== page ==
#1: After the war, the Nazi persecution of homosexuals was not discussed by the Allied Powers, who also discriminated against homosexuals. After the Allies freed German homosexuals from the prisons and concentration camps, the post-war German government rearrested them using evidence first gathered by the Nazis. It was not until 2002 that Germany apologized to the gay community. It was not until 2005 that homosexuals were included in the U.N.’s official declaration on the Holocaust. It was not until 2014 that Israel built a memorial to gay victims. To date, over 60 countries still outlaw homosexuality, of which 10 carry the death penalty.
#2: In Canada and the U.S., compulsory sterilization programs that began circa 1907–1930 continued despite the eugenics origins of the Holocaust (the U.S. programs were in fact an inspiration for Hitler). Canada’s program — which primarily targeted impoverished women and First Nations women — continued until 1972. In the U.S., a post-war backlash forced the programs to operate more quietly, but they, too, did not cease operations. To avoid comparison to the Nazis, the state of Oregon, for example, simply changed the name of their department from the Oregon Board of Eugenics to the Board of Social Protection. It continued to sterilize “undesirables” until 1981.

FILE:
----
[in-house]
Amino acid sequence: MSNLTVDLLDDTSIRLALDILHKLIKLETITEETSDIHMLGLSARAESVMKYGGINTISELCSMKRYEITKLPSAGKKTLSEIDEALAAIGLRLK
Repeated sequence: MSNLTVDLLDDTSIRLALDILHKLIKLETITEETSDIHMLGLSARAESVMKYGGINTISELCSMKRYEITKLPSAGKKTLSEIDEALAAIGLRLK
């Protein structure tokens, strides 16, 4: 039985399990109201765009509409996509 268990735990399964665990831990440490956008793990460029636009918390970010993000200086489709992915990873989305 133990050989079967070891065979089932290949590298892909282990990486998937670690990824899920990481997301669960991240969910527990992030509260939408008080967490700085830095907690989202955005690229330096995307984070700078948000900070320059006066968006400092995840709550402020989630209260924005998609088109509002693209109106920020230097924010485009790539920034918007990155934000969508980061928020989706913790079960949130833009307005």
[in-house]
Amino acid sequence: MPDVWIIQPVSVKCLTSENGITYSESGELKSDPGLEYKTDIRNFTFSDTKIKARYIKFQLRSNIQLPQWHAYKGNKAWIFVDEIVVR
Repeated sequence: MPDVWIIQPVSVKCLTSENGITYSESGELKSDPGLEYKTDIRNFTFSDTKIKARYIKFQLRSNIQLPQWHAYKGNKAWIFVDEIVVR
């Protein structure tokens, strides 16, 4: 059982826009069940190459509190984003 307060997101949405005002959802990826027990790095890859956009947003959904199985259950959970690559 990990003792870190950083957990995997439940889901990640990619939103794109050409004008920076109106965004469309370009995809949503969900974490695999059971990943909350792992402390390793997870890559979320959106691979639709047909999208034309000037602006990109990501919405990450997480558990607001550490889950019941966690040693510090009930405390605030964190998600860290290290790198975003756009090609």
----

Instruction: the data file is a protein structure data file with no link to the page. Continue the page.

#3: The persecution of the Roma, state sponsored first in 1538 in Moravia and Bohemia, continued throughout Europe after WWII. In 2018, Britain’s Guardian newspaper wrote of this continued disgrace, calling the Roma “one of the few peoples whose demonisation and persecution is accepted in polite society.” When a 1997 Czech documentary about Roma refugees being welcomed in Canada resulted in an influx of Czech-born Romas to our country, we responded by reintroducing visa requirements for Czech citizens.
#4: At the aforementioned United States Holocaust Memorial Museum is displayed the famous “First they came…” poem by German Lutheran pastor Martin Niemöller, an outspoken critic of Hitler. However, due to America’s unfortunate and embarrassing history of persecuting Communists, the museum changed the first line from “First they came for the Communists” to “First they came for the socialists.” This sleight of hand spares the millions of American visitors to the museum the uncomfortable alignment of themselves with the Nazis.
And this is simply my point: we are all guilty of hate crimes, we all have a history of genocide and other despicable acts, and we must address them equally.
By limiting our understanding of the Holocaust as an assault against Jews, we give ourselves licence to continue hating everyone else while avoiding the heavy moniker of Nazi. And that just annoys me no end.
*[UPDATE, Jan 31]: While discussing this with a friend, she pointed out that the American Jewish community raised the money and paid for the United States Holocaust Memorial Museum, so why shouldn’t it be mostly about them? My response is this: Because it isn’t named the United States Jewish Holocaust Memorial Museum. By naming it as they did, they took ownership of the Holocaust. If you look at similar memorials dedicated to, for example, homosexuals and the Roma, they are named as such, for example Memorial to Homosexuals Persecuted Under Nazism (in Berlin), or the Roma Holocaust Memorial (in Budapest).